The sky is a hazy gray outside and the sun is still at least an hour away from rising, so the world has not found its colour yet. The houses are covered in a blanket of snow, the trees are frosted, and if I could see the mountains I’m sure they would have white, speckled peaks. I’m sitting at the desk in my office with a thick knitted sweater on and the hood pulled over my head. It’s cold in here. My cat has just come in and is scratching at the carpet while the baby sleeps in the next room. The furnace has finally just kicked on and is blowing hot air at my feet. My coffee is still hot.
Last night as I fed the baby I watched the documentary A Plastic Ocean.
This morning as I fed the baby I read a post by Lindsay from Treading my Own Path about Plastic-Free Living.
Plastic free living… I think it is probably impossible, but our habits need to change. A Plastic Ocean left me far from hopeful. Our plastic obsession is far worse than you can imagine or than you let yourself believe. In the farthest reaches of the ocean, you will find plastic. On the most remote islands, you will find plastic. The smallest creatures in the ocean have plastic in their system. Seabirds have stomachs full of microplastics. Whales have ingested plastic that block their digestive system and kills them.
The images of nature being consumed by plastic is disturbing. What have we done? This is our fault. And why was I so late to see it? I only started living consciously four years ago after watching the Clean Bin Project. But that was 2013. What about all the years before that? I have accumulated my share of plastic and put my fair share of plastic into our waterways and the earth. For some reason I was never fully aware of the problem.
And now…? Well, we have been obsessed with plastic since single-use plastics were championed like crazy in the 40s. We see how detrimental plastic is to our natural world and our own health; do some research into remote villages on islands that began importing food goods. Where are they to go with all the packaging? They literally have built their houses on piles of plastic trash. Then listen to their health stories.
We know plastic is unhealthy for us. It’s made from oil and chemicals and all sorts of unpronounceable components. Yet it is the main material for wrapping our food? Packaging and distributing our water? We have put convenience ahead of health.
Even sitting in this office right now I know that I am not living plastic-free as much as I wish. The gray sky I see? I see it through a plastic framed window. The houses across the street? Plastic is a major construction material; what do you think the material comes packaged in? The chair I sit on? Is leather, but the arms and legs are plastic. The sweater I am wearing? It’s only 60% cotton and 40% acrylic. The carpet my cat is scratching? It is probably synthetic and if I peeled it off the ground, what kind of plastics do you think I would find?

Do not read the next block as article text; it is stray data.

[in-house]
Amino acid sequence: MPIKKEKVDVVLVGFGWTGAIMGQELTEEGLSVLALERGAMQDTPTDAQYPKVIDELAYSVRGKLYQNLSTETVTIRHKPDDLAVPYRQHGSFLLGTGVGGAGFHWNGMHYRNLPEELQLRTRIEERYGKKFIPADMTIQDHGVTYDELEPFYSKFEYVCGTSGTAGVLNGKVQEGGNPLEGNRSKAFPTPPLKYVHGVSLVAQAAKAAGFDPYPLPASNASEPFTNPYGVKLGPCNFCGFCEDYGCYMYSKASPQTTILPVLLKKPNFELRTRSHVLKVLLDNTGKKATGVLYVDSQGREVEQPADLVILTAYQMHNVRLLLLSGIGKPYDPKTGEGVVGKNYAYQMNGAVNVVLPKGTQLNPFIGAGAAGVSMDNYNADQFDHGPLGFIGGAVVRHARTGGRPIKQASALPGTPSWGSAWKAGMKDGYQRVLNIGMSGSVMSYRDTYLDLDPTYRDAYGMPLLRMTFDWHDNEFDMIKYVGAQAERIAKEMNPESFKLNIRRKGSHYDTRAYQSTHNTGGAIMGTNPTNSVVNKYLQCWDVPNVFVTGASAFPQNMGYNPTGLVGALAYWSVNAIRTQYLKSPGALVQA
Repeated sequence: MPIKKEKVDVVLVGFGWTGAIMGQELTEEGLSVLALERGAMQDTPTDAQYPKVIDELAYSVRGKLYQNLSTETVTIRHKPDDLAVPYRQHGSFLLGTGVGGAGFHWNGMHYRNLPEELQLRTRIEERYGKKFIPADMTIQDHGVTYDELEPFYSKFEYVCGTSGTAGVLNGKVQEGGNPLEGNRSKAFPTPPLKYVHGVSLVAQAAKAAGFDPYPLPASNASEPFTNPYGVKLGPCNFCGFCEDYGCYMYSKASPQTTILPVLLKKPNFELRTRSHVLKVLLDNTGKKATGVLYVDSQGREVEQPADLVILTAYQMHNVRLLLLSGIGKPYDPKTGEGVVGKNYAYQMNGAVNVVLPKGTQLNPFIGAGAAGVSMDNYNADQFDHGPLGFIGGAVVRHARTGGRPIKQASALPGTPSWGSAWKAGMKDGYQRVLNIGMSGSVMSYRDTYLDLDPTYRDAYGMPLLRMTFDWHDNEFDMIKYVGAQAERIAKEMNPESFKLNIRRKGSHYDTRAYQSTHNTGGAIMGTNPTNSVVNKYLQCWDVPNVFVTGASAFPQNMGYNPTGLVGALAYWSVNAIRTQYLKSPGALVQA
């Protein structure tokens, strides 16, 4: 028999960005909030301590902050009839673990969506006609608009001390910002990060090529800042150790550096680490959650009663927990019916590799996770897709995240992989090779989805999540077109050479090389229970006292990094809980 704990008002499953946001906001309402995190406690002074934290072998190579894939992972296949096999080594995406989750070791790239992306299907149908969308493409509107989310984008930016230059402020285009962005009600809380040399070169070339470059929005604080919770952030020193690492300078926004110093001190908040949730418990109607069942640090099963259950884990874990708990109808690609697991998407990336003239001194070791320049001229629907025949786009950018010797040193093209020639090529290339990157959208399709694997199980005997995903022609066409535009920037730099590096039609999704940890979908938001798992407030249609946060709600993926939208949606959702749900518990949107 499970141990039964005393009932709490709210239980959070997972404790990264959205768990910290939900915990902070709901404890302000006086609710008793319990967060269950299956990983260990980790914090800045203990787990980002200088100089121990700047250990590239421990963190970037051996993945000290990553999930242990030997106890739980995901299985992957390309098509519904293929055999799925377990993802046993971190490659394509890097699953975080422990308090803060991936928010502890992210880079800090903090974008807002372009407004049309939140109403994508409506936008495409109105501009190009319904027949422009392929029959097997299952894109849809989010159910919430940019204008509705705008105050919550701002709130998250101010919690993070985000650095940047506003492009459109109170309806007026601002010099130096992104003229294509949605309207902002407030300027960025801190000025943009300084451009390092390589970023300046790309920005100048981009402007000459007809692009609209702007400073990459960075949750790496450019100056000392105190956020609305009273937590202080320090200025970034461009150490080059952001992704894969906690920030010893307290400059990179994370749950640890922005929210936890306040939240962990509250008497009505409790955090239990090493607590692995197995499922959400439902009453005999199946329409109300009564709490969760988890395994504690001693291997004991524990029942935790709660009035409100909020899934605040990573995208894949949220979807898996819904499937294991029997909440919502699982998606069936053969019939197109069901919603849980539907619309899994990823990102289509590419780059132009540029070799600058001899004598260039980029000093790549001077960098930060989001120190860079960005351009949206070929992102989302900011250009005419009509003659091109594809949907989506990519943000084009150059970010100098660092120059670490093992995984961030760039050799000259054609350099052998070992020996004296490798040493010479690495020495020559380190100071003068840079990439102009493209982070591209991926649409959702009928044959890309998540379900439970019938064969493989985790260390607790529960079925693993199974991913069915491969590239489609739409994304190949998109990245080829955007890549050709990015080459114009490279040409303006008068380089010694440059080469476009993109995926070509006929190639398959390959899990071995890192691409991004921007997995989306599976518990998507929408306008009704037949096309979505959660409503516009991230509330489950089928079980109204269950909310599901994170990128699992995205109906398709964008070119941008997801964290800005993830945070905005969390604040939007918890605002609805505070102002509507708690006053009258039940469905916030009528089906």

The scissors are plastic. The marker is plastic. My printer is plastic. This laptop is plastic. I just got a text from a friend who got a new phone – that’s plastic.
My point is our plastic use may not ever stop completely, but we can halt our single-use plastics. We can do a lot to just REFUSE single-use plastics, DEMAND that other material be used, and PUSH our government to classify plastic as hazardous. Because it is. And guaranteed it is in our waterways. Guaranteed it is in our earth. Guaranteed you are ingesting it. Guaranteed it is causing health problems.
Practice disciplining yourself to REFUSE. Plastic drink bottles, straws, bags at the store, to-go cups, Styrofoam take-out containers, cling-wrap, quick snacks in plastic packaging. You don’t need any of those things. Refuse them. And tell the company who makes them that you will no longer purchase from them until they change. If more of us would say NO, companies will have to change. If more of us would stop treating plastic like a disposable item, less would damage our natural world. What is stopping you?
Fortunately, we have activists. Fortunately, we have people that care. Fortunately, these people create awareness campaigns that may inspire others to take action, or at least to change their own habits; i.e. Take 3 for the Sea, All At Once, Plastic Oceans, Surfrider, and 5Gyres to name a few. Thank you to them! Thank you to you if you have changed even one plastic habit this year!
A Plastic Ocean showed us the severity of the problem.
So what are you going to do about it? Will you choose to help or to harm?